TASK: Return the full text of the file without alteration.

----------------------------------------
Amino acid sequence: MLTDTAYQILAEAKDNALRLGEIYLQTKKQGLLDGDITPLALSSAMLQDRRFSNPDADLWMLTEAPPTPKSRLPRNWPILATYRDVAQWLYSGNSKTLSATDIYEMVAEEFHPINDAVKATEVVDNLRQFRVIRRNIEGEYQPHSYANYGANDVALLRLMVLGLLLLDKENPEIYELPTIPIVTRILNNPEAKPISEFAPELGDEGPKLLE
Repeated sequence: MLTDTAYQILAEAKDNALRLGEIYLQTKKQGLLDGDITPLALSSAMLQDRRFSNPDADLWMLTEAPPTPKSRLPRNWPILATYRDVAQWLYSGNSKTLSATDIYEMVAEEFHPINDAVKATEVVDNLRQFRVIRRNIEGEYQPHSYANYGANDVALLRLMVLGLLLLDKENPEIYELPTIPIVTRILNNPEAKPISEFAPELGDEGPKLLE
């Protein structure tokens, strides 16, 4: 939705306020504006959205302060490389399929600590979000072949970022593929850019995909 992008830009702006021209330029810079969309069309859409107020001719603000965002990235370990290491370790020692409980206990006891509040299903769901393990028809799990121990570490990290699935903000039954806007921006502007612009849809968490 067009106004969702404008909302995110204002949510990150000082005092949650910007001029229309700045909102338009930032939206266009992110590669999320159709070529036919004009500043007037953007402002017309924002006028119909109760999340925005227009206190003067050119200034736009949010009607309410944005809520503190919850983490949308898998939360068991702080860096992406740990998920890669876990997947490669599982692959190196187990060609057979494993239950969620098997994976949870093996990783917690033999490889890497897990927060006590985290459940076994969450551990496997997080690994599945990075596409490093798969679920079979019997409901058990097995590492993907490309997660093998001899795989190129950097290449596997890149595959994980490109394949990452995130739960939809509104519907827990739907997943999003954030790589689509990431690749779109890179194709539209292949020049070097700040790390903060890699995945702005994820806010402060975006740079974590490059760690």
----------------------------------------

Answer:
Amino acid sequence: MLTDTAYQILAEAKDNALRLGEIYLQTKKQGLLDGDITPLALSSAMLQDRRFSNPDADLWMLTEAPPTPKSRLPRNWPILATYRDVAQWLYSGNSKTLSATDIYEMVAEEFHPINDAVKATEVVDNLRQFRVIRRNIEGEYQPHSYANYGANDVALLRLMVLGLLLLDKENPEIYELPTIPIVTRILNNPEAKPISEFAPELGDEGPKLLE
Repeated sequence: MLTDTAYQILAEAKDNALRLGEIYLQTKKQGLLDGDITPLALSSAMLQDRRFSNPDADLWMLTEAPPTPKSRLPRNWPILATYRDVAQWLYSGNSKTLSATDIYEMVAEEFHPINDAVKATEVVDNLRQFRVIRRNIEGEYQPHSYANYGANDVALLRLMVLGLLLLDKENPEIYELPTIPIVTRILNNPEAKPISEFAPELGDEGPKLLE
């Protein structure tokens, strides 16, 4: 939705306020504006959205302060490389399929600590979000072949970022593929850019995909 992008830009702006021209330029810079969309069309859409107020001719603000965002990235370990290491370790020692409980206990006891509040299903769901393990028809799990121990570490990290699935903000039954806007921006502007612009849809968490 067009106004969702404008909302995110204002949510990150000082005092949650910007001029229309700045909102338009930032939206266009992110590669999320159709070529036919004009500043007037953007402002017309924002006028119909109760999340925005227009206190003067050119200034736009949010009607309410944005809520503190919850983490949308898998939360068991702080860096992406740990998920890669876990997947490669599982692959190196187990060609057979494993239950969620098997994976949870093996990783917690033999490889890497897990927060006590985290459940076994969450551990496997997080690994599945990075596409490093798969679920079979019997409901058990097995590492993907490309997660093998001899795989190129950097290449596997890149595959994980490109394949990452995130739960939809509104519907827990739907997943999003954030790589689509990431690749779109890179194709539209292949020049070097700040790390903060890699995945702005994820806010402060975006740079974590490059760690």